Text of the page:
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The Spirit’s Empowerment of the Early Jesus Community
What does Luke mean when he describes the Spirit as gift (Acts 2:38)? This study explores the social implications of gift-giving in the Greco-Roman world, arguing that gifts initiate and sustain relationships. Therefore, the description of the Spirit as gift is inherently social, which is shown in the Spirit’s empowerment of the teaching, unity, meals, sharing of possessions and worship of the early Jesus community. The Spirit as gift then leads us to see that the early Jesus community is “the community of the Holy Spirit.”
Author: Chiaen Liu
This book examines the nature of the early church from a Petrine perspective, employing an analysis of register to implement a more synthetic study of relevant texts in the New Testament. Liu utilises a type of discourse analysis that provides a framework for classifying grammatical and lexical information so that the reader can better understand the social function of not only Peter’s speeches in Acts, but also the two epistles attributed to him. Liu’s original and detailed study looks at the content and structure of the texts to enhance our understanding of the early church, with particular attention paid to the dichotomy between Petrine and Pauline Christianity and their competing pictures of Christian origins. This book will interest all scholars and students who wish to extend their understanding of both the historical and literary Peter.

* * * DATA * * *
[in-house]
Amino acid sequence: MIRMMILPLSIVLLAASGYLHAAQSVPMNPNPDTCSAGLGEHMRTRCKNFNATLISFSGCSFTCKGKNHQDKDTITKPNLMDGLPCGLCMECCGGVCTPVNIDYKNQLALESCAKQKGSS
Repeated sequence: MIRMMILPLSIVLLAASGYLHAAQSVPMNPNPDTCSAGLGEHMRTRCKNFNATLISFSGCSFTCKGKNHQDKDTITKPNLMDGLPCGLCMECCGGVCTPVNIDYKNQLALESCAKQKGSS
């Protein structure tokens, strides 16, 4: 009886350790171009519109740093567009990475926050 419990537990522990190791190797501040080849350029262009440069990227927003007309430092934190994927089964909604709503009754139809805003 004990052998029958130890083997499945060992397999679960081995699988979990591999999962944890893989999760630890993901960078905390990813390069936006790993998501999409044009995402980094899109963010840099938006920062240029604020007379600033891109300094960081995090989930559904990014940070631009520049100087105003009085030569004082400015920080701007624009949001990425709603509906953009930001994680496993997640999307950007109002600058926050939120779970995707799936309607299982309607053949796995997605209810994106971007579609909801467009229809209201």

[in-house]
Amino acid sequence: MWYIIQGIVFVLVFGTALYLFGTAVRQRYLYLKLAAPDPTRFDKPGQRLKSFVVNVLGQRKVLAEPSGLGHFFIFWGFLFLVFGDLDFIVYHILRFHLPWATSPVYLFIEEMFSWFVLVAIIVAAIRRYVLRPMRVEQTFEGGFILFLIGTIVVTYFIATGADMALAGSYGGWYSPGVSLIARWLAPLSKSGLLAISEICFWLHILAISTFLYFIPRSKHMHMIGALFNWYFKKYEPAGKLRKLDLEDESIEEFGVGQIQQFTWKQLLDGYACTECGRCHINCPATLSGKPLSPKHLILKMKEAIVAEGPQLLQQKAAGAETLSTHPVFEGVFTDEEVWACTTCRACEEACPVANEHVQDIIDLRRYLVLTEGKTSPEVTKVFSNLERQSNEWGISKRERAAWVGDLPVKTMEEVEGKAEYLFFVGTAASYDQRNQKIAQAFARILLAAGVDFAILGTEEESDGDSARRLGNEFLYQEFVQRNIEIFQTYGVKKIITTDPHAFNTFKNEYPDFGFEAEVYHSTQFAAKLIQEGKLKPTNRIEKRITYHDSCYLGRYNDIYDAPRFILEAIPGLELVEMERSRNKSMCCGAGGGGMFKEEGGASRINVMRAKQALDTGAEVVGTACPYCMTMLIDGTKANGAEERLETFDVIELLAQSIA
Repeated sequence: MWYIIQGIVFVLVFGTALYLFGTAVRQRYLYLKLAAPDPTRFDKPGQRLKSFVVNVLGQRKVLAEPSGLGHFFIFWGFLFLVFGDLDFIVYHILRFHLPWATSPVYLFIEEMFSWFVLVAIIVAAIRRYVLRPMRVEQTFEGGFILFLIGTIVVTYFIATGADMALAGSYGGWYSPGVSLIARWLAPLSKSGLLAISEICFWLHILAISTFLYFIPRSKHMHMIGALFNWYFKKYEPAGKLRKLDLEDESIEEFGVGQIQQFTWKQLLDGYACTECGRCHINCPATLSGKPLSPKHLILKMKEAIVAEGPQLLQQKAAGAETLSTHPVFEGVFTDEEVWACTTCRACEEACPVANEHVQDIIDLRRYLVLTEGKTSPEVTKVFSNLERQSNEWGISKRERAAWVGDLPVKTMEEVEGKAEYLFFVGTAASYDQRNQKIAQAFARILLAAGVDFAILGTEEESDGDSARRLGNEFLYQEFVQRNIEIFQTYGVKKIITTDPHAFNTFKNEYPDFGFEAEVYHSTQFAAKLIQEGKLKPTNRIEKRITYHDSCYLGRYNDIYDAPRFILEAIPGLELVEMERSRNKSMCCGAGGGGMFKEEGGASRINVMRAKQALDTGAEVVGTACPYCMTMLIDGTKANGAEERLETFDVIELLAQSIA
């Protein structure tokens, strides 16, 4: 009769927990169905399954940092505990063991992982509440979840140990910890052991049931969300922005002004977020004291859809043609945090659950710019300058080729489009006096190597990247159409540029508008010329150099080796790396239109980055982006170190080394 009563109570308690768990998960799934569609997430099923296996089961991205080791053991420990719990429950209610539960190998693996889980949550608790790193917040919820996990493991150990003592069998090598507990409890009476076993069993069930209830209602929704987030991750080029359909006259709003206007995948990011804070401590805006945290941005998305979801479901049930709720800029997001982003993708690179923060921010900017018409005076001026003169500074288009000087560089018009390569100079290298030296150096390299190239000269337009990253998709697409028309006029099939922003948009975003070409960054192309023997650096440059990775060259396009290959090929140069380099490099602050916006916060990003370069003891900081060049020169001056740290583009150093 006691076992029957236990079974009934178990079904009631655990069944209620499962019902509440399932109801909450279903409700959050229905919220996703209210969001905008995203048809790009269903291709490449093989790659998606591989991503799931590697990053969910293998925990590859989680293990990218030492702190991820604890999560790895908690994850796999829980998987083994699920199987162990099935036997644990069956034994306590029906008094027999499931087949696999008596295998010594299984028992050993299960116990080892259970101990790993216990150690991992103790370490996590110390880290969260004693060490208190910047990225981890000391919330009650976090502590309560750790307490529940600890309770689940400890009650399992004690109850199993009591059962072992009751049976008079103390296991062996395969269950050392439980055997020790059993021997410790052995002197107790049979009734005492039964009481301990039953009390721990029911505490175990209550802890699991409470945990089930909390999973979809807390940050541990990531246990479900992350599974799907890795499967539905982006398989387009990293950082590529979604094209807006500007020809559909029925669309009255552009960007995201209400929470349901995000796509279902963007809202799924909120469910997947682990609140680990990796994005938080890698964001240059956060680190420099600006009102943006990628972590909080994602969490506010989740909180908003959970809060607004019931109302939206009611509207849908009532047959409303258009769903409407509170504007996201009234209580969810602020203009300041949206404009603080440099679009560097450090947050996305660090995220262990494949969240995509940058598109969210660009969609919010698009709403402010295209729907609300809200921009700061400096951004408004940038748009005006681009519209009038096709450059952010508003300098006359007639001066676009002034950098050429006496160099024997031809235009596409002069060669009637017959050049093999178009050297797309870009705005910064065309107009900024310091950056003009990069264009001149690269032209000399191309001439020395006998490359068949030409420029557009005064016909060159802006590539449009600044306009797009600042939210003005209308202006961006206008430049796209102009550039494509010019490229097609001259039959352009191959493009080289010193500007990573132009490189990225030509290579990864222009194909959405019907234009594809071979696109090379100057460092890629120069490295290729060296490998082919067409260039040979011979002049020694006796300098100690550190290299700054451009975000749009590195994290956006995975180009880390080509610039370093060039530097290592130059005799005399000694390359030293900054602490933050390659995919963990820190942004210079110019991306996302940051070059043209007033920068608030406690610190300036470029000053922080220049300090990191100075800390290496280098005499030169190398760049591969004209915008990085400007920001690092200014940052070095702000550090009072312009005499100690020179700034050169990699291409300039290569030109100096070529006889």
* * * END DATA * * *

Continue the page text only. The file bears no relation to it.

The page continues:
Motion towards Maximal Proximity and Higher Status
Author: Oscar Jiménez
Oscar E. Jiménez opens up the multi-dimensional implications of Ephesians 2:11-22 for narrative and theological analysis, demonstrating that each metaphor in the text blends and creates a single, complex narrative. Concentric spatial places construct the text’s landscape on which the Gentiles move, each place representing increasing intimacy and familiarity through national, familial, architectural, and cultic images. Christ is the vehicle of that motion, and also the agent, breaking down walls and abolishing enmity, and ultimately building the structure as both builder and cornerstone. This will be an important book for New Testament scholars and scholars interested in the use of linguistics in Biblical studies, in particular literary and narrative analysis to the New Testament epistles.